eBook sales rising sharply but traditional paper books still going strong
New digital book sales figures suggest that e-reading is becoming increasingly popular and is undoubtedly here to stay, although books made from actual paper are still hanging around and there’s no need to drag your book collection into the road and make a massive bonfire from it just yet.
The Publishers Association have said that sales of ebooks in the ‘general titles’ category, which includes novels and consumer titles, rose from £4m to £16m in 2010. Meanwhile, academic and professional books reaped in £180m, but it’s all still small beans when compared to the total £3.1 billion raked in from all book sales last year.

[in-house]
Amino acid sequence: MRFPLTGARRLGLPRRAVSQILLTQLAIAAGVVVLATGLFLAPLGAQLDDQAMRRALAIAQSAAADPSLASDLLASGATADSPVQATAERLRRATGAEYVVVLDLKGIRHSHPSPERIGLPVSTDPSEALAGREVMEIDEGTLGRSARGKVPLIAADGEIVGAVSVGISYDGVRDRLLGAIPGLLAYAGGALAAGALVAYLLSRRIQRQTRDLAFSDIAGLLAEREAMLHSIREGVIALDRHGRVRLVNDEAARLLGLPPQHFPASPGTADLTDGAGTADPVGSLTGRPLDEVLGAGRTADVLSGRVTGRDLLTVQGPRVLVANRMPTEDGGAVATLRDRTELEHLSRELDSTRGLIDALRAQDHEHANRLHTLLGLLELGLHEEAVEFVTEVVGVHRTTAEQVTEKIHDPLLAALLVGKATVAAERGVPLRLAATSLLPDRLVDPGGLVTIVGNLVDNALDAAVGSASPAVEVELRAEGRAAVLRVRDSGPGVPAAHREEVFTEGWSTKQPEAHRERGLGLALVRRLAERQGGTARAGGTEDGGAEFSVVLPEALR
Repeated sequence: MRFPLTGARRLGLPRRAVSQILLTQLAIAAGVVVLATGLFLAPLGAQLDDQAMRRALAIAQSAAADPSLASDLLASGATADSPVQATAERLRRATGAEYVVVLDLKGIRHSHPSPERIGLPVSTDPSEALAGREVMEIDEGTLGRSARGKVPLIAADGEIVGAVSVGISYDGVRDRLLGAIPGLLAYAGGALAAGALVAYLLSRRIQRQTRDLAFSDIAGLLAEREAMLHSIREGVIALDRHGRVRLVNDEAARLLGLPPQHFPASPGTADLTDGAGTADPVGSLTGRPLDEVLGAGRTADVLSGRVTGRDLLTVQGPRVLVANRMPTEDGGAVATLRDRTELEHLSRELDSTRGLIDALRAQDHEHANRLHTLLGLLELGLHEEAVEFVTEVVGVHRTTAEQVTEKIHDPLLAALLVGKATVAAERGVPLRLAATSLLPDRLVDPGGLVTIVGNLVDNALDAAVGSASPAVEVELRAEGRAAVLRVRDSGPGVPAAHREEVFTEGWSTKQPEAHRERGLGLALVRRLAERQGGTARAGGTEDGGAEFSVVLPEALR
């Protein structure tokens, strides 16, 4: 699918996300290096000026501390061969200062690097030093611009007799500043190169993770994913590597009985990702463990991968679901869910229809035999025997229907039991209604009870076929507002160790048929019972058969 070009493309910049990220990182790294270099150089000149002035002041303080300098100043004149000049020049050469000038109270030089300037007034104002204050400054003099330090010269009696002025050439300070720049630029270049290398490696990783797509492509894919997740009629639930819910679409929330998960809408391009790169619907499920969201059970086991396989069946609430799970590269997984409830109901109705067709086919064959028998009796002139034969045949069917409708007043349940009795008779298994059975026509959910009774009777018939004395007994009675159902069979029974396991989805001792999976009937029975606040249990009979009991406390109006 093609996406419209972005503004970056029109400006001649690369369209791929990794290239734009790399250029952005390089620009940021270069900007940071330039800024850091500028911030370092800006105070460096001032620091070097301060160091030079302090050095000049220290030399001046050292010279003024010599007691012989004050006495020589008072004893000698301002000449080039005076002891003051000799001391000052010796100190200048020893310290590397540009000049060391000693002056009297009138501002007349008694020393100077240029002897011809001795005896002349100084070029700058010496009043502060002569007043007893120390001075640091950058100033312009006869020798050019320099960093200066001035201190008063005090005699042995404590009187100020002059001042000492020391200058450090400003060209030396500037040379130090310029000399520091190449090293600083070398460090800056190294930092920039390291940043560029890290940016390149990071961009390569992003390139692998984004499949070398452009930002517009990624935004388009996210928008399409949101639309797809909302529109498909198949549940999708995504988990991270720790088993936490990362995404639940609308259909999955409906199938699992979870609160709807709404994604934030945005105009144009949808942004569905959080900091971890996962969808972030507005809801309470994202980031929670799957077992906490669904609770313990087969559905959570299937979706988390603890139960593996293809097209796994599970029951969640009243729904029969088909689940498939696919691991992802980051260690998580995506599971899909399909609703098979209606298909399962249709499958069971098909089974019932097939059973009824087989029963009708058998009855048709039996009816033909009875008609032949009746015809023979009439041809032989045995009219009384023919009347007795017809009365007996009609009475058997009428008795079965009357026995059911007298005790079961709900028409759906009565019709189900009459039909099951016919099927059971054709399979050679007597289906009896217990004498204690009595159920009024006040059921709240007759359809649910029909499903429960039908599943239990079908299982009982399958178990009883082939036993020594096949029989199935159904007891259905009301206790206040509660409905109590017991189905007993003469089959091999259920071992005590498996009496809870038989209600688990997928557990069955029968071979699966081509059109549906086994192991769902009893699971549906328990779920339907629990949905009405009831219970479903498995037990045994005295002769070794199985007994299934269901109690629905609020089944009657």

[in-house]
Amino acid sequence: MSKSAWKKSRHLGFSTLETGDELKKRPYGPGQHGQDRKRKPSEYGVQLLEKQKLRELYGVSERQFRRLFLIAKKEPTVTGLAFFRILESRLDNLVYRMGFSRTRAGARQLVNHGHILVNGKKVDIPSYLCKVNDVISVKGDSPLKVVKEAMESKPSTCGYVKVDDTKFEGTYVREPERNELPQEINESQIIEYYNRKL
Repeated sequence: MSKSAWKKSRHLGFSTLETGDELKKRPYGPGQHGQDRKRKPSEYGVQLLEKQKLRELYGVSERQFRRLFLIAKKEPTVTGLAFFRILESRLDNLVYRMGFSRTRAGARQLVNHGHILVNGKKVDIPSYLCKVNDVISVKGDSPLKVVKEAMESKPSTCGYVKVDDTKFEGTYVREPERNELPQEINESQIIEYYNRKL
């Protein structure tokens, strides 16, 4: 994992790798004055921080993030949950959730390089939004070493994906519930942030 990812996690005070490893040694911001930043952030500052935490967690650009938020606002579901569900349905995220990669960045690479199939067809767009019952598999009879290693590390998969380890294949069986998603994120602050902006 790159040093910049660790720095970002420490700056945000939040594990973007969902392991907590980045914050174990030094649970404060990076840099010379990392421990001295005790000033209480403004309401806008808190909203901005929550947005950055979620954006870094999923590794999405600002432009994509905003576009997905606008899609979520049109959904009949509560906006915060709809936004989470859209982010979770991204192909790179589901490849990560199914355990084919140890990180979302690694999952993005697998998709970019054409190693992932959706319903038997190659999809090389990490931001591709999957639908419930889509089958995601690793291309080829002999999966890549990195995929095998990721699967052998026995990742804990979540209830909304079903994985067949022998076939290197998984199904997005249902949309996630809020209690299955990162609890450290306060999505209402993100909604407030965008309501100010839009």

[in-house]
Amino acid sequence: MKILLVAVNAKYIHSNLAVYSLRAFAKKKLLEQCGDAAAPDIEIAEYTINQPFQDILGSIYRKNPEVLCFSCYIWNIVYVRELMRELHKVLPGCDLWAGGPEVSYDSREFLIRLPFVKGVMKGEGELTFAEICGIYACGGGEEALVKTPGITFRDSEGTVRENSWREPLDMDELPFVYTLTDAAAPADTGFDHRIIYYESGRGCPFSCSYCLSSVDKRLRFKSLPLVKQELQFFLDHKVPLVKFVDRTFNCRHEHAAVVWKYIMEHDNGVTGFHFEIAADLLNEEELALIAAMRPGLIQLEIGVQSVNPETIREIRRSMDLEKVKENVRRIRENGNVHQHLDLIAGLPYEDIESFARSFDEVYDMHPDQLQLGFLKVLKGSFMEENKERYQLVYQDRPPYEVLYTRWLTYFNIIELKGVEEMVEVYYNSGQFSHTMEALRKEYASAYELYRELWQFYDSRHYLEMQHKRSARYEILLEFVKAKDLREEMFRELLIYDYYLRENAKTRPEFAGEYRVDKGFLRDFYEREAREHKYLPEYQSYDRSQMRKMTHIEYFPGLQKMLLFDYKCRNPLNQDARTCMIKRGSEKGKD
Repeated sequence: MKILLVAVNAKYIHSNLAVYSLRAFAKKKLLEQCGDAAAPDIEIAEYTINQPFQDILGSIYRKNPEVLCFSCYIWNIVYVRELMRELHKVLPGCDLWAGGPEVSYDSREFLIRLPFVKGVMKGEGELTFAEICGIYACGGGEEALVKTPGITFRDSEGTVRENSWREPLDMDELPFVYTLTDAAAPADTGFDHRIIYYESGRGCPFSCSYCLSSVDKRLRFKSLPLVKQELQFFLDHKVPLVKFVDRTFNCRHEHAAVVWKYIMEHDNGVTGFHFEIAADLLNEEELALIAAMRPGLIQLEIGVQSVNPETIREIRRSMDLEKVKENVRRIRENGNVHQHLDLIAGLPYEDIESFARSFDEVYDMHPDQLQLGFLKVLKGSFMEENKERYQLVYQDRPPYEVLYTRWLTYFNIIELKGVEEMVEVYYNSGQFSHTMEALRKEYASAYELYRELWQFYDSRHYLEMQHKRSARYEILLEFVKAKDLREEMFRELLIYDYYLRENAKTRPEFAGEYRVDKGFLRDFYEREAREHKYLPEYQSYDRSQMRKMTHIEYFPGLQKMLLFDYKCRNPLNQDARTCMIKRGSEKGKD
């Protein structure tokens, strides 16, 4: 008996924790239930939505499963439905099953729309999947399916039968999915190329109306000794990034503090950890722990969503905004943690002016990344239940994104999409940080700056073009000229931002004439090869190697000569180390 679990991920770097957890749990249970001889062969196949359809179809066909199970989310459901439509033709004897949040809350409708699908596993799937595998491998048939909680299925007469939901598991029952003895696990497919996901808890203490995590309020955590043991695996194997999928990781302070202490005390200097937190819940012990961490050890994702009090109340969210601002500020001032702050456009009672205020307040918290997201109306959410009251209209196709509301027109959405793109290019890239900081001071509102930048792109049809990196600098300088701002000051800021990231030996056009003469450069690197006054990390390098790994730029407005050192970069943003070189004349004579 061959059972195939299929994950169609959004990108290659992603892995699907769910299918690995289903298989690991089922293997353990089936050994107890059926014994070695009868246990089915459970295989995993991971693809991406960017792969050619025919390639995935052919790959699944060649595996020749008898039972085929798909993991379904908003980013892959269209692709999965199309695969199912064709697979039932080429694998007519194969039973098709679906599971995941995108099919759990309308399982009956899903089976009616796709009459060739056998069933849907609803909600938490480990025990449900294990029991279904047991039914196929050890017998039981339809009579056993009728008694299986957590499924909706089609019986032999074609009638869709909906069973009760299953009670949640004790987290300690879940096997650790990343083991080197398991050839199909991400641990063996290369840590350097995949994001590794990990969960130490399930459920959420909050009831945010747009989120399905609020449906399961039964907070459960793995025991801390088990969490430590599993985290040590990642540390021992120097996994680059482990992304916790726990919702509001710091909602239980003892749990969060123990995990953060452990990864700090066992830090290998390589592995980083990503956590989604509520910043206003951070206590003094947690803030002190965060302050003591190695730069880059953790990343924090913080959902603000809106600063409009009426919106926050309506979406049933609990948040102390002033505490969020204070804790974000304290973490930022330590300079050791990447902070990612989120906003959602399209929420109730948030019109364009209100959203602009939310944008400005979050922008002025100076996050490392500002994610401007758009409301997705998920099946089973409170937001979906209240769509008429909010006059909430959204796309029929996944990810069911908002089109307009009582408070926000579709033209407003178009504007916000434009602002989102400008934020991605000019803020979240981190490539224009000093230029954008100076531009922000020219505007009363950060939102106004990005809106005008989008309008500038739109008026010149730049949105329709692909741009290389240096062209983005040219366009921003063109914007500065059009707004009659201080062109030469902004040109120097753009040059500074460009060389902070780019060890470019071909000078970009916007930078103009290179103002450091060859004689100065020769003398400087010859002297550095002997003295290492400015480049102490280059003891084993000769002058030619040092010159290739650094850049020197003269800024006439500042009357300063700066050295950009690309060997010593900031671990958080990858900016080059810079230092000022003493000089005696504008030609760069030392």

Things are hotting up even more on the other side of the Atlantic Pond, where Kindles and other e-reading gadgetry have been available and popular for longer. Figures show that electronic books sold more than either hardbacks or paperbacks in the USA in February 2011
An excellent example of an ebook is the hilarious ‘Diana In Heaven: The Dead Princess Diaries’, published last week and available in the Kindle Store for only £1.71. It’s certainly a far more satisfying e-read than ‘Twitchhiker: How One Man Travelled the World By Twitter’ by struggling writer Paul Smith. For a whopping £4.93, you can learn how Smith bumbled his way around the planet, narrowly avoiding being raped and killed to death through his own inability to judge people and their motives.
Other e-books are available.